Fray-through



[frey] /freɪ/

verb (used with object)
1.
to wear (cloth, rope, etc.) to loose, raveled threads or fibers at the edge or end; cause to ravel out:
Our old washing machine frayed all of our towels.
Synonyms: ravel, tatter, wear out, become threadbare.
2.
to wear by rubbing (sometimes followed by through).
3.
to cause strain on (something); upset; discompose:
All that arguing is fraying my nerves.
Synonyms: irritate, stress, chafe, grate on.
4.
to rub.
verb (used without object)
5.
to wear into loose, raveled threads or fibers, as cloth; ravel out:
My sweater frayed at the elbows.
6.
to become strained or stressed:
Jealousy could be a sign that your relationship is fraying.
7.
to rub against something:
tall grass fraying against my knees.
noun
8.
a raveled or worn part, as in cloth:
frays at the toes of well-worn sneakers.
/freɪ/
noun
1.
a noisy quarrel
2.
a fight or brawl
3.
an archaic word for fright
verb (archaic)
4.
(transitive) to frighten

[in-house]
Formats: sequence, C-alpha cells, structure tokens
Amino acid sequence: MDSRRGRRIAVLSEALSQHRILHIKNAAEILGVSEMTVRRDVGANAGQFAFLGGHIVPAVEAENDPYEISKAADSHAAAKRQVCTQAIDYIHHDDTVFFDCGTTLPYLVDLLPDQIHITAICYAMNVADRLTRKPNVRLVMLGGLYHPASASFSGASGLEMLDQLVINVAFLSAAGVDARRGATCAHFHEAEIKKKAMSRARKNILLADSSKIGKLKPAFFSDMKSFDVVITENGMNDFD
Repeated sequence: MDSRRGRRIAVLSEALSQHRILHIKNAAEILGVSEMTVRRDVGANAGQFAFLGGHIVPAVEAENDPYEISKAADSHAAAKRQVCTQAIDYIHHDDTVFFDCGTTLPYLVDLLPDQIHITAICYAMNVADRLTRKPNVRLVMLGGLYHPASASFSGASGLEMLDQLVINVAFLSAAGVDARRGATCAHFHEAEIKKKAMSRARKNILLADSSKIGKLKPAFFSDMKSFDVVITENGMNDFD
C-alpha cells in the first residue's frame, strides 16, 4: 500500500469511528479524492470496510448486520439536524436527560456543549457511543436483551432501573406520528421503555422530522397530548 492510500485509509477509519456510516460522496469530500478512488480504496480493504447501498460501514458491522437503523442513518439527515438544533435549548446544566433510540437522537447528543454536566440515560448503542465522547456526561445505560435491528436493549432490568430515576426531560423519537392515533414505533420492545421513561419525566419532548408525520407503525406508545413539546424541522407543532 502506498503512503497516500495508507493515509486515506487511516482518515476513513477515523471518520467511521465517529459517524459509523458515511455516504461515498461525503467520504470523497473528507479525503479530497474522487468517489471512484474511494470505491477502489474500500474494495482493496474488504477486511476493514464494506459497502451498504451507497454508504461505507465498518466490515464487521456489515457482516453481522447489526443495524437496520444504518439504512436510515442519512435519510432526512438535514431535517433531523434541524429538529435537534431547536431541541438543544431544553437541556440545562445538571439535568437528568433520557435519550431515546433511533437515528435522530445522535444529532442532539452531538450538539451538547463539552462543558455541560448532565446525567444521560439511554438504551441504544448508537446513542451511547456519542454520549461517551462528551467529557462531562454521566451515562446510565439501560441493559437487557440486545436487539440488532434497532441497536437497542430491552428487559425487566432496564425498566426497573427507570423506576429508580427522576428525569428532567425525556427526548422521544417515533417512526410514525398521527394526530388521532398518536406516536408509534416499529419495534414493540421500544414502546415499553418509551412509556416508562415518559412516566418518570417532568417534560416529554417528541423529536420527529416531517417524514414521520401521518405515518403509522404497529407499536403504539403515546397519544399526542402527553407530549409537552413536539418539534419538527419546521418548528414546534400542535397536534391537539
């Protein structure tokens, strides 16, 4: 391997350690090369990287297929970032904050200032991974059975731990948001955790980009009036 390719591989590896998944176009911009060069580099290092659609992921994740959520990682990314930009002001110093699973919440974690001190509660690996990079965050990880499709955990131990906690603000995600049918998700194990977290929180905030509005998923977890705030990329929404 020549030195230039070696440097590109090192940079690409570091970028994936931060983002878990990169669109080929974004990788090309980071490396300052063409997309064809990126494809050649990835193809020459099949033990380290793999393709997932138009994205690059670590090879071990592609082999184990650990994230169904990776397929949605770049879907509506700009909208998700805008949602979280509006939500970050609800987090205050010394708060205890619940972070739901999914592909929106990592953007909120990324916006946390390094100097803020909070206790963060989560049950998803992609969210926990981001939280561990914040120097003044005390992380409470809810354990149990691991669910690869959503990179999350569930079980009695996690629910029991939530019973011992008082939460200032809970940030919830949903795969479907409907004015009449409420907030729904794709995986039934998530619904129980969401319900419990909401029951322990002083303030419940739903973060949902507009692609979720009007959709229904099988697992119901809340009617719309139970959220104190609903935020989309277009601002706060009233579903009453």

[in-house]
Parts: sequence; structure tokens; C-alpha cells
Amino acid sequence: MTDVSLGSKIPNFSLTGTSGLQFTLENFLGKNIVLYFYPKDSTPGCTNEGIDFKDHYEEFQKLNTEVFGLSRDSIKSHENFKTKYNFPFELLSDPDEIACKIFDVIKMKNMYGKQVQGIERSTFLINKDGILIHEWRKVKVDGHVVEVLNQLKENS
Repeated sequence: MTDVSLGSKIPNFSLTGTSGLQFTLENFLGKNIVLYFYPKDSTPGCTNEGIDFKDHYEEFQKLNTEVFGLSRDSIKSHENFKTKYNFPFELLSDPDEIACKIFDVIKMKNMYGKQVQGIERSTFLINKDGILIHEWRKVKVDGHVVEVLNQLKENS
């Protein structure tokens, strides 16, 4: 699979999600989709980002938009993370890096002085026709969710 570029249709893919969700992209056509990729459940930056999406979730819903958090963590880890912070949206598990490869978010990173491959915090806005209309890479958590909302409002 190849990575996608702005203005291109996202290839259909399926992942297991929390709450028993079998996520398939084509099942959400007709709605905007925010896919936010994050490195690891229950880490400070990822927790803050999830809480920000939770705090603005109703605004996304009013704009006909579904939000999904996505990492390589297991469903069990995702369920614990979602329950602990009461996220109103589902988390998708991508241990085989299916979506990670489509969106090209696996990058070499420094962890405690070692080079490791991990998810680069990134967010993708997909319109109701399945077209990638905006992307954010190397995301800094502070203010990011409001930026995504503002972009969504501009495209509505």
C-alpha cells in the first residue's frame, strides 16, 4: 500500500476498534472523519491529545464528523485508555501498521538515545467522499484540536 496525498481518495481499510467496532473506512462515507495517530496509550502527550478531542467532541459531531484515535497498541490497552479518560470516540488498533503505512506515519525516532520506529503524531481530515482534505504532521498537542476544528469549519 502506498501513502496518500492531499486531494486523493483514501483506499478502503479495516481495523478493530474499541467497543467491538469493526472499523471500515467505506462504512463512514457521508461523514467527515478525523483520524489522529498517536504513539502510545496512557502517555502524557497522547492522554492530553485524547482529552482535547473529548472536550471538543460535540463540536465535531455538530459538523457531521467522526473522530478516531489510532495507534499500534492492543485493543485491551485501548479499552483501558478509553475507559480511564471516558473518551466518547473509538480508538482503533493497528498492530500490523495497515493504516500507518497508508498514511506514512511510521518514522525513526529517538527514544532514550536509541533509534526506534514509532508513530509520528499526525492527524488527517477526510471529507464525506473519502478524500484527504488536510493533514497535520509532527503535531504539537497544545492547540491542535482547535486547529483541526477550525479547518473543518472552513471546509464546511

/freɪ/
verb
1.
to wear or cause to wear away into tatters or loose threads, esp at an edge or end
2.
to make or become strained or irritated
3.
to rub or chafe (another object) or (of two objects) to rub against one another
noun
4.
a frayed place, as in cloth
n.

mid-14c., “feeling of alarm,” shortening of affray (q.v.; see also afraid). Meaning “a brawl, a fight” is from early 15c. (but late 14c. in Anglo-Latin). Fraymaker “fighter, brawler” is an excellent word from a 1530s statute.
v.

“wear out by rubbing,” c.1400, from Middle French frayer “to rub against,” from Old French froiier “rub, scrape,” from Latin fricare “to rub, rub down” (see friction). Related: Frayed; fraying.
see: enter the lists (fray)

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